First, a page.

Karl Kraus has become a World War I writer. It is a strange fate. The prophet was right, so his prophecy swallowed him. Clichéd, thoughtless language really did lead to the apocalypse, or at least an apocalypse, a war that quickly became an inescapable nightmare. The crazy guy with the “World Is Ending” sign was right. At least metaphorically right.
Also relevant is that much of Kraus’s best writing is in one way or another about the war. The two decades of writing leading up to it becomes background for The Last Days of Mankind. Such are the vicissitudes of masterpieces.
Kraus’s first major response to the world war, an article he read in November 1914 and published in December, is titled “In These Great Times,” a horrible phrase taken from the newspapers, a phrase that is easy to mock:
… the times measure themselves and are astonished at how great they have become overnight. But they have probably always been great, and I simply did not notice it. Thus it was an optical fault of mine to perceive them as small. (80)
I had planned to chew through this article for a post or two, but upon review I have discovered that it is so think and knotted, as rhetorically complex as Thomas Carlyle, that I am mostly baffled. The argument is built of paradoxes:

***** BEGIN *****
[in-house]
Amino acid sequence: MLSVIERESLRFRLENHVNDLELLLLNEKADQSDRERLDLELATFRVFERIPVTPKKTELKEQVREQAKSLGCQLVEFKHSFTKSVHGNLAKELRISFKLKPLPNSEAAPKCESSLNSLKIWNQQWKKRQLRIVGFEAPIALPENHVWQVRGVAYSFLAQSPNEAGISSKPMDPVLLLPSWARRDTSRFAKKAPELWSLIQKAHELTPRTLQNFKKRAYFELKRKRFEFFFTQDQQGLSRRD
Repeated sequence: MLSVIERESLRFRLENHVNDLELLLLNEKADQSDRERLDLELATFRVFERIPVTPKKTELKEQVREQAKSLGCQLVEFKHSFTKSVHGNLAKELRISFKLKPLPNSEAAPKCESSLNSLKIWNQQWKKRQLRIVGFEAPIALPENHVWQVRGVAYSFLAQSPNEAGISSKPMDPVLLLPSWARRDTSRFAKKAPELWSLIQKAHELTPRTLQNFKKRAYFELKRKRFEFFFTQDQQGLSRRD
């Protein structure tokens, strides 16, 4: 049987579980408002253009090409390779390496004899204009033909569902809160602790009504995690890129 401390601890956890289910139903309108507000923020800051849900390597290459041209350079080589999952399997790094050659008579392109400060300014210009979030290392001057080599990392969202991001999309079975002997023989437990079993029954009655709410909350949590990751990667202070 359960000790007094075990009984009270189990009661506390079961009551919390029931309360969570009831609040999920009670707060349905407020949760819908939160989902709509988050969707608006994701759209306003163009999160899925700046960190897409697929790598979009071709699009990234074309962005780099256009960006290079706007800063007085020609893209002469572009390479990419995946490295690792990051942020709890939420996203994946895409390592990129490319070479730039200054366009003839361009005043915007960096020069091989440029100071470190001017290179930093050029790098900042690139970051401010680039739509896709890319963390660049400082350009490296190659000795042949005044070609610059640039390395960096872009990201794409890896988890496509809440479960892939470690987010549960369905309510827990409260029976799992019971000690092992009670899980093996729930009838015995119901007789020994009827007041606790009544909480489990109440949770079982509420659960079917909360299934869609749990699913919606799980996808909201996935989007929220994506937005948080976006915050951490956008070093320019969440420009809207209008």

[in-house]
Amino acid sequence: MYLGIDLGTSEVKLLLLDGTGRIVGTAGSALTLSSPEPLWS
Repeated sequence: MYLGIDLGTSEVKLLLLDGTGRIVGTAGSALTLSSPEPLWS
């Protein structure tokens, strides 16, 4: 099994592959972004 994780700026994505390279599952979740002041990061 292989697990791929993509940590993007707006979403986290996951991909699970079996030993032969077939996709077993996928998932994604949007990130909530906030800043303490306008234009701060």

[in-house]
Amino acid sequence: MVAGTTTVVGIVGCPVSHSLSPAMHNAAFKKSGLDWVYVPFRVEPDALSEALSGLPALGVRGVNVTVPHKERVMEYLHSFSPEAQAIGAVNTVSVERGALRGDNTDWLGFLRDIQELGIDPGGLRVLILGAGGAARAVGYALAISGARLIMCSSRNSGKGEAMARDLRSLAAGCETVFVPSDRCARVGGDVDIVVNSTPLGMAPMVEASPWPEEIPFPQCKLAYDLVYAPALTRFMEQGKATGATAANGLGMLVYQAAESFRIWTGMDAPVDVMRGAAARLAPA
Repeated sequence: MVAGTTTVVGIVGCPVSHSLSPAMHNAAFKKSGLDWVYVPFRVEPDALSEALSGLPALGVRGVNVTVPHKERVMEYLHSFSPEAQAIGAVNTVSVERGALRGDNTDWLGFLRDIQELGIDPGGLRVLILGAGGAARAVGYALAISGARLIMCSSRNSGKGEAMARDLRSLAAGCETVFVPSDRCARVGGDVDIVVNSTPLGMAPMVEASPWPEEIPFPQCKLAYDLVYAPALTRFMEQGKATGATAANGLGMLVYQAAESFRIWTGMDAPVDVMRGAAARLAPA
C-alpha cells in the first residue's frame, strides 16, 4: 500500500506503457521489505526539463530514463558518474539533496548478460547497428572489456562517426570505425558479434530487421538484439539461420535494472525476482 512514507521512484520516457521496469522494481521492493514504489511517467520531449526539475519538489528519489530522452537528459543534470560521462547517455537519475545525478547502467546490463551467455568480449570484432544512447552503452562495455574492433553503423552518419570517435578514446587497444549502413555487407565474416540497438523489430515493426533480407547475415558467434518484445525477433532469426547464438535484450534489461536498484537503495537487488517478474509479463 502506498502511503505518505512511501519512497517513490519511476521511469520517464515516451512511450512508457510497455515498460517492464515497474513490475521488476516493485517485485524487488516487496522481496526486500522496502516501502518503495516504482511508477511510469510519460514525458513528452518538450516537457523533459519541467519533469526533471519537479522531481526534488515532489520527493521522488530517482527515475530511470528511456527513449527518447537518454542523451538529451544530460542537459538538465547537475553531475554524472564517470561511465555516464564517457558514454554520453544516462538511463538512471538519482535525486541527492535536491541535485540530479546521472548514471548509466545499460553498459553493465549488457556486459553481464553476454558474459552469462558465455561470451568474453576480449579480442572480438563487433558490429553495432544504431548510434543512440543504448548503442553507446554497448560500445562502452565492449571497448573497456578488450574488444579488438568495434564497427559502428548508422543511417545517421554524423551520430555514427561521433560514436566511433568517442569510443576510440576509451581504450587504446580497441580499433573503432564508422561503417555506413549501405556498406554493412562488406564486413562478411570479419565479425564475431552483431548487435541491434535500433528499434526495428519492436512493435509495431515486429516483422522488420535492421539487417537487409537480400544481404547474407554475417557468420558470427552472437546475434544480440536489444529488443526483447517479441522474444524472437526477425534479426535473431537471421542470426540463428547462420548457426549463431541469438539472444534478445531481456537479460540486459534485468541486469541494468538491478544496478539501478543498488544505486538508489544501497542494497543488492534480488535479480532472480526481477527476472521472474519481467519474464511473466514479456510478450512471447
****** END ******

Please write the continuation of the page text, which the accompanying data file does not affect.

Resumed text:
Let him who has something to say come forward and be silent! (71)
Perhaps the obscurity of detail helped keep Kraus out of prison. He was the only major German-language writer to speak out against the war. Hofmannsthal, Rilke, Hauptmann, Thomas Mann – all wrote and spoke enthusiastically in favor of the German and Austrian cause, at least for a time. Arthur Schnitzler was wiser; he followed Kraus’s advice and was silent. Only Kraus spoke in opposition, although the nature of his opposition changed and broadened as the costs of the war grew.
The main target remained the same, though. Kraus’s greatest enemies were other writers, especially journalists (the line in quotations marks is from Antony and Cleopatra, a messenger’s response to Cleopatra’s anger over bad news.):
“Gracious madam, I that do bring the news made not the match.” But the reporter does make the match, sets the house on fire, and turns the horrors he fabricates into truth. Through decades of practice he has produced in mankind that degree of unimaginativeness which enables it to wage a war of extermination against itself… he has the reflected glory of heroic qualities at his disposal, and his misused language beautifies a misused life – as though eternity had saved its apex for the age in which a reporter lives. (76)
The cause of war – or at least this war – is unimaginativeness, which is caused by misused language. This is a writer’s argument, a literary argument. How many people could possibly find it convincing? But it is not a paradox to Kraus, at least, and his anger at the press and the poets is real enough.
“In These Great Times” can be found in the 1976 Carcanet collection In These Great Times, ed. and trans. Harry Zohn. The forthcoming Penguin Classics Kraus anthology is titled In This Great Time and Other Writings, so I will bet you one silver dollar that the essay will be in that book too.